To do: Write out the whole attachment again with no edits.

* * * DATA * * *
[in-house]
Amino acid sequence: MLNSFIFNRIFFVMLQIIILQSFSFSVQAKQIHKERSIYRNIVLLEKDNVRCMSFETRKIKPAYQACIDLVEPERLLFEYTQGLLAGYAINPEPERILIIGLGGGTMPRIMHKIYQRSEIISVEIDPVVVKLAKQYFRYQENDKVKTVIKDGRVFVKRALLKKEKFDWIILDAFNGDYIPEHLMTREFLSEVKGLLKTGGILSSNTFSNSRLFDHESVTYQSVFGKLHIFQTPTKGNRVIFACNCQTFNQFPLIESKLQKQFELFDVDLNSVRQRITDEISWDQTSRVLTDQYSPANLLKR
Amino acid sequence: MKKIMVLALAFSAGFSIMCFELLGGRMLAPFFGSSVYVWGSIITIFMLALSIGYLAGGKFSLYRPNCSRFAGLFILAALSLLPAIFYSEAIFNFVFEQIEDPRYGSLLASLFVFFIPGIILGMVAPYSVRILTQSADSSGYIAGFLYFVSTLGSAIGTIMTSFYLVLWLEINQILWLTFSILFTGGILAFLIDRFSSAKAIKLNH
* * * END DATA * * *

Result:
[in-house]
Amino acid sequence: MLNSFIFNRIFFVMLQIIILQSFSFSVQAKQIHKERSIYRNIVLLEKDNVRCMSFETRKIKPAYQACIDLVEPERLLFEYTQGLLAGYAINPEPERILIIGLGGGTMPRIMHKIYQRSEIISVEIDPVVVKLAKQYFRYQENDKVKTVIKDGRVFVKRALLKKEKFDWIILDAFNGDYIPEHLMTREFLSEVKGLLKTGGILSSNTFSNSRLFDHESVTYQSVFGKLHIFQTPTKGNRVIFACNCQTFNQFPLIESKLQKQFELFDVDLNSVRQRITDEISWDQTSRVLTDQYSPANLLKR
Amino acid sequence: MKKIMVLALAFSAGFSIMCFELLGGRMLAPFFGSSVYVWGSIITIFMLALSIGYLAGGKFSLYRPNCSRFAGLFILAALSLLPAIFYSEAIFNFVFEQIEDPRYGSLLASLFVFFIPGIILGMVAPYSVRILTQSADSSGYIAGFLYFVSTLGSAIGTIMTSFYLVLWLEINQILWLTFSILFTGGILAFLIDRFSSAKAIKLNH